The heart of Friday Night Lights meets the emotional resonance and nostalgia of My So-Called Life in this utterly moving debut novel about tradition, family, love, and football.
As the high school football coach in his small, rural Maryland town, Dean is a hero who reorganized the athletic program and brought the state championship to the community. When he married Nicole—the beloved, town sweetheart—he seemed to have it all—until his troubled wife committed suicide. Now, everything Dean thought he knew about his life and the people in it is thrown off kilter as Nicole’s death forces him to re-evaluate all of his relationships, including those with his team and his three children.
Dean’s eleven-year old son Robbie is acting withdrawn, and running away from school to the local pizza parlor. Bry, who is only eight, is struggling to understand his mother’s untimely death. And nineteen-year- old Stephanie has just left for Swarthmore and is torn between her new identity as a rebellious and sophisticated college student, her responsibility towards her brothers, and feeling like she is still just a little girl who misses her mom. As Dean struggles to continue to lead his team to victory in light of his overwhelming personal loss, he must fix his fractured family—and himself. And what he discovers along the way is that he’ll never view the world in the same way again.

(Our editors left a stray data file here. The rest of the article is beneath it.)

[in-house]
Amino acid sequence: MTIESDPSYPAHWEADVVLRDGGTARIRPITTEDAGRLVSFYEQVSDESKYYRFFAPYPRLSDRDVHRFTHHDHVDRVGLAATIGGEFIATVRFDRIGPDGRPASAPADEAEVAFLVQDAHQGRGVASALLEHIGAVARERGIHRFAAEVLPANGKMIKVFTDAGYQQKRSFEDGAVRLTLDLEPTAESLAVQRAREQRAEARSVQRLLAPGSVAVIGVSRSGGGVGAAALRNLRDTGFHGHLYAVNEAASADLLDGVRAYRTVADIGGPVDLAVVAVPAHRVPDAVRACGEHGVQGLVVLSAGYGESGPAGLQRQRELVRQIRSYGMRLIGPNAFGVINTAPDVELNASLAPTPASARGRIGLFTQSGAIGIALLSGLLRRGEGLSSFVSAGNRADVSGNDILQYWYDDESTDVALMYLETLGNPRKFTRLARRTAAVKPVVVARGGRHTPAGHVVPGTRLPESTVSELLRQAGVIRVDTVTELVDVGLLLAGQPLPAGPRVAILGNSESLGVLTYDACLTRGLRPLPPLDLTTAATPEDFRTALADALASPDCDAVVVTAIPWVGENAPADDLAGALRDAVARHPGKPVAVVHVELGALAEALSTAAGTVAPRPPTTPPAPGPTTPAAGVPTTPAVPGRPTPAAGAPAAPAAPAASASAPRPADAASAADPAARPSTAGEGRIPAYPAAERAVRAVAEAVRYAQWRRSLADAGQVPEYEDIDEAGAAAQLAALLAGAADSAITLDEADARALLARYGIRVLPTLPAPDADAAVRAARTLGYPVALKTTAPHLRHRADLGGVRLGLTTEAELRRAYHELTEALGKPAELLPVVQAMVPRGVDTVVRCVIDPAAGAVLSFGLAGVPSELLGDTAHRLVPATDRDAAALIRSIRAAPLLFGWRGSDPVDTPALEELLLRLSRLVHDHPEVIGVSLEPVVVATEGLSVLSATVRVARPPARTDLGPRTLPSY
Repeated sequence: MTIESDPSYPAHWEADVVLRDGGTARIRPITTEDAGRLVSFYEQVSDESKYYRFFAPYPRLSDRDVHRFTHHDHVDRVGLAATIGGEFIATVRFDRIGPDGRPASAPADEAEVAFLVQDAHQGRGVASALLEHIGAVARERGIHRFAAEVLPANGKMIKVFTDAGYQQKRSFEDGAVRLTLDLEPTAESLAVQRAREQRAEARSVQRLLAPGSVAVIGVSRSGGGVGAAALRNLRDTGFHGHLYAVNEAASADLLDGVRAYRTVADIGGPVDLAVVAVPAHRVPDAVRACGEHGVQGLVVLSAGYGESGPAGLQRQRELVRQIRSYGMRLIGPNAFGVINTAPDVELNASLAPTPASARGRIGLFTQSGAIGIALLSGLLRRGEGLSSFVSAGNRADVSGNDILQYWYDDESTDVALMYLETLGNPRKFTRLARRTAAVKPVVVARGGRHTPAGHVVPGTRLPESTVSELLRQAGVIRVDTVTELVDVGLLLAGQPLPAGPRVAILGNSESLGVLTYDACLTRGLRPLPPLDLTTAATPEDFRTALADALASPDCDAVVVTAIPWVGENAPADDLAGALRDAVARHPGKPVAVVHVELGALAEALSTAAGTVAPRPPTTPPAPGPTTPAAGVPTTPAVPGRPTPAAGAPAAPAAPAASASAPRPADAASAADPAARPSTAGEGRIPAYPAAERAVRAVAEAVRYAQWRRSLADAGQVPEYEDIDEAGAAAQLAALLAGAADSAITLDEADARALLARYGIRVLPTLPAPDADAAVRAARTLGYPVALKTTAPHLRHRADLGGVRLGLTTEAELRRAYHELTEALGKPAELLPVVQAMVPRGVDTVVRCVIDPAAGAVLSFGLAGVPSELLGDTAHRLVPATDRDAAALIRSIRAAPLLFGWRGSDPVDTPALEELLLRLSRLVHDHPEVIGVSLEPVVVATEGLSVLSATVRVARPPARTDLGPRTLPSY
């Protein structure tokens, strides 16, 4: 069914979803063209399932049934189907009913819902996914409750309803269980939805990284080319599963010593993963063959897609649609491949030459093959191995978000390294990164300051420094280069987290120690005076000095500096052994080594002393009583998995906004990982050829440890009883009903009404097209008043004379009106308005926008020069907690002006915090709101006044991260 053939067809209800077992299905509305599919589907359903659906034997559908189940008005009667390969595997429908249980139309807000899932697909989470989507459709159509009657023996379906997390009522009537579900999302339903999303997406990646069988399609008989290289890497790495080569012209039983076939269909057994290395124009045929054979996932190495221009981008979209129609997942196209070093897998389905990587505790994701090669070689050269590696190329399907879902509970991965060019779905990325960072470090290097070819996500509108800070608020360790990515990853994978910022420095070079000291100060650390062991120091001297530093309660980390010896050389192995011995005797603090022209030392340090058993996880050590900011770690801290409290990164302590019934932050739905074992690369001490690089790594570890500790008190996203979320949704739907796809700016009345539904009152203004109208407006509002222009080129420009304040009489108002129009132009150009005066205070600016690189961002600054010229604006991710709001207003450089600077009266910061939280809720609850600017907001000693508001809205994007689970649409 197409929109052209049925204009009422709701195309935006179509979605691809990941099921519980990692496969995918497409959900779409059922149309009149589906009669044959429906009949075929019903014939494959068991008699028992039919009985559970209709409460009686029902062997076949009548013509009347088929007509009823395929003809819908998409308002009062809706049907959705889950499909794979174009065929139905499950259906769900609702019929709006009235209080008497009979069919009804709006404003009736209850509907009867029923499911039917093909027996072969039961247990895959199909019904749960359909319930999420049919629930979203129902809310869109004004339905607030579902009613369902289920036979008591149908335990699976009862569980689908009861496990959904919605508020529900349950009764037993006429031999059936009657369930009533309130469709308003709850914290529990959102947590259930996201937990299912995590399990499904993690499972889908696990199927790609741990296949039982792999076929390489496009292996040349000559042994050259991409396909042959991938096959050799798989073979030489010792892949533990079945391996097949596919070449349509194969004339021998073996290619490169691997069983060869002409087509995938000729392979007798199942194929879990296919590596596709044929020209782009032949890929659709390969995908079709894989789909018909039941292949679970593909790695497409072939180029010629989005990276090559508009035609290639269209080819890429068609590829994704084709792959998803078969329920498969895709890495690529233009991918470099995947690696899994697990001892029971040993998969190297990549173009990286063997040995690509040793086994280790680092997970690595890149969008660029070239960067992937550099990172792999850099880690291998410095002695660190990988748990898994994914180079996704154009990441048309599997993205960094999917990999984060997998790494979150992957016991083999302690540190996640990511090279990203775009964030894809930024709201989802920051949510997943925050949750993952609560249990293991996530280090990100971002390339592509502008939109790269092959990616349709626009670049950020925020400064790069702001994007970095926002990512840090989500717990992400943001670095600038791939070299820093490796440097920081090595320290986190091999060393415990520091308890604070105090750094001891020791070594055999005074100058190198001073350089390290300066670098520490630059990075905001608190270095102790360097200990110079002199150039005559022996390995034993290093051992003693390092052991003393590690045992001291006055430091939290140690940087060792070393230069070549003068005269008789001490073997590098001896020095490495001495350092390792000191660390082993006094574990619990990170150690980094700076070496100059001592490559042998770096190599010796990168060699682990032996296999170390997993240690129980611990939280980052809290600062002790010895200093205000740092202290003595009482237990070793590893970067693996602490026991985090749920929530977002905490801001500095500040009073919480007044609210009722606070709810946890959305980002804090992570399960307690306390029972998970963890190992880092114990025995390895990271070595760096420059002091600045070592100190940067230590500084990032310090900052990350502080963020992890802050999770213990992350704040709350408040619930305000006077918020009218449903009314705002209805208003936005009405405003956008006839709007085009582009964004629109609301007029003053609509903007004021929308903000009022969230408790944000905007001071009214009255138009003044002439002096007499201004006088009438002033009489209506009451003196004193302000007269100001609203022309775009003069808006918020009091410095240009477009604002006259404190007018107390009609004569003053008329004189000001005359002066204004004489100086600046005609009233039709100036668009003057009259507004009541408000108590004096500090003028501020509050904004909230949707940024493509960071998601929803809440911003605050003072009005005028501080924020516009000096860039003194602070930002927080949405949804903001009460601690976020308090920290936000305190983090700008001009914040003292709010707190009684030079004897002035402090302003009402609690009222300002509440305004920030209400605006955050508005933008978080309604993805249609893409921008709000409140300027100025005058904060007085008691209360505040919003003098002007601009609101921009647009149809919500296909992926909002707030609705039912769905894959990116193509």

Transporting you to the heart of small town America, Home Field is an unforgettable, poignant story about the pull of the past and the power of forgiveness.
Home Field is an utterly heart wrenching story about a family in crisis trying desperately to get on with their lives after a tragedy, yet failing each other miserably with each step. What most endeared this novel to me was the quiet unfolding. It picks you up in its initially shocking embrace and then lulls you, unfolding in a way that is so realistic, so easy to imagine, that you instantly feel a part of the characters lives, an inhabitant in their world.
The heart of this novel beats with forgiveness. It examines the many sides to guilt and how debilitating feeling guilty can be. It highlights the need for acceptance when understanding is absent and above all, it proves that time is the greatest healer of all.
There are moments of great pain throughout; yet even so, by the time you reach the end of this beautiful novel, you just know that this family is going to be all right. I look forward to reading more from this author and recommend Home Field highly to all and sundry – even if you weren’t a Friday Night Lights fan, you’ll still love this one!